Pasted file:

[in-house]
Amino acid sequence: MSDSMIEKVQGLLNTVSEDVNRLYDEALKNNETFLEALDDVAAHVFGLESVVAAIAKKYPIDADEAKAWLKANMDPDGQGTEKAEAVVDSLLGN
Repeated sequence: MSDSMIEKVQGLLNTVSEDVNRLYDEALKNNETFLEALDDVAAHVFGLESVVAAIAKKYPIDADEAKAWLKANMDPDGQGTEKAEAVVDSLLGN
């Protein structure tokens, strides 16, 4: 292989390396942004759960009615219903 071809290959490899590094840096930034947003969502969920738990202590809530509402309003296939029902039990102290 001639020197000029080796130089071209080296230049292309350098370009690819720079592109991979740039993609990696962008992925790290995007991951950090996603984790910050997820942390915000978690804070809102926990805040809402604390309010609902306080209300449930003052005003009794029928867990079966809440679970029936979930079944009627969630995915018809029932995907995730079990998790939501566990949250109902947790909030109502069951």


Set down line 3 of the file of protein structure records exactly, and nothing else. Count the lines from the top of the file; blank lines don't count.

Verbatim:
Repeated sequence: MSDSMIEKVQGLLNTVSEDVNRLYDEALKNNETFLEALDDVAAHVFGLESVVAAIAKKYPIDADEAKAWLKANMDPDGQGTEKAEAVVDSLLGN